Progressive obstetricians are now pretty well agreed that the diseases which follow child-birth are due, for the most part, to the introduction of some contagium or poisonous element

from without through the open mouths of exposed blood-vessels laid bare by the parturient process, somewhere between the fundus uteri and the vulva. This theory being once accepted, it follows as a natural deduction that every means in the power of the obstetrician should be adopted for the prevention of the introduction of the morbific agents.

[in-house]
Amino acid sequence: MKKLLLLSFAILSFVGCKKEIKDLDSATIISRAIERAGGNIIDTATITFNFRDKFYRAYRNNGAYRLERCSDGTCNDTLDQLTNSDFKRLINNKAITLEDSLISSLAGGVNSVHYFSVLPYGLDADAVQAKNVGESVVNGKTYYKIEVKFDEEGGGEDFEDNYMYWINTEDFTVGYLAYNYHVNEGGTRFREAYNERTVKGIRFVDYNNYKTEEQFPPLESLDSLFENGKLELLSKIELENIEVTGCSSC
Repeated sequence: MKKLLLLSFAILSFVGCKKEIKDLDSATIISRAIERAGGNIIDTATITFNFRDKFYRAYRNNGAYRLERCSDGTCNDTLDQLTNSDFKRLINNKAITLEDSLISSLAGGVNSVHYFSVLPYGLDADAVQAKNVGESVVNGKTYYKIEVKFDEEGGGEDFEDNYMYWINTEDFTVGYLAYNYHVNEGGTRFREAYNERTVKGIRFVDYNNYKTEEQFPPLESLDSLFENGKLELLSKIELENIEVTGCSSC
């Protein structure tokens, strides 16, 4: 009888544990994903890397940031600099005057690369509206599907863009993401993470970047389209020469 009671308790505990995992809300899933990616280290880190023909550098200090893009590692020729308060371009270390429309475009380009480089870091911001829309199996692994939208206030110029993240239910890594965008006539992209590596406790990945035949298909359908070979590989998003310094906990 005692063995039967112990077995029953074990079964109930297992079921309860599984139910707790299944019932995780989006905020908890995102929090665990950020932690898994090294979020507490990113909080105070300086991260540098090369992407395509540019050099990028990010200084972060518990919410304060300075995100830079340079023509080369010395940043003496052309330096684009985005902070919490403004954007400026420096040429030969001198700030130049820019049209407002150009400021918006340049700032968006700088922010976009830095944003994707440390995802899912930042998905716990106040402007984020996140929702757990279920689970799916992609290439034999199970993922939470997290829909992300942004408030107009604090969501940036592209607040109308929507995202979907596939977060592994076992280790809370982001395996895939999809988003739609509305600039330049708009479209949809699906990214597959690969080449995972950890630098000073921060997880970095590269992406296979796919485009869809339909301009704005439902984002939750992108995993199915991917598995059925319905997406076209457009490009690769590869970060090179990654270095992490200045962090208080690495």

Even though the obstetricians of to-day are not prepared to make aseptic midwifery a rule wherever that art is practiced, it is highly probable that, in the very near future, this position will be accepted. Even now, this method, in a modified form, is exerting a beneficial influence and is steadily working its way to adoption, in spite of the fact that it entails a great deal of trouble on the practitioner. That it can do no harm is quite evident. Does any man, can any conscientious obstetrician, maintain that strict cleanliness and the most scrupulous avoidance, so far as it lies in his power, of all things which can possibly admit of the entrance of the agents which in all probability produce puerperal septicemia will do any harm in the lying-in chamber? Supposing that only one life be saved out of a hundred deliveries; will any one assert that the saving of this one life would not repay him for the trouble which his preventive precautions have cost? If the whole theory of the bacterial origin of puerperal fever be false, then, in a quarter of a century from now, all precautionary measures will disappear and the old régime will triumph. But if, perchance, this theory be valid and true, then no human power will prevent the realization of the prophecy that aseptic midwifery will be a rule as strict, as inviolable, and as obligatory, as the aseptic surgery of amputations and of laparotomy is to-day. Look at the surgery of London, of Paris, of Vienna, and of New York of twenty years ago, with its unclean hands, its fatally dirty instruments, its death-laden sponges, and its foul air, with its terrible mortality, and then look at the surgery of those same cities to-day; and he will be a bold man who dares gainsay the statement that, in another quarter of a century, no one will venture to rise in a scientific body and declare that any efforts at perfect cleanliness in the lying-in room are superfluous or absurd.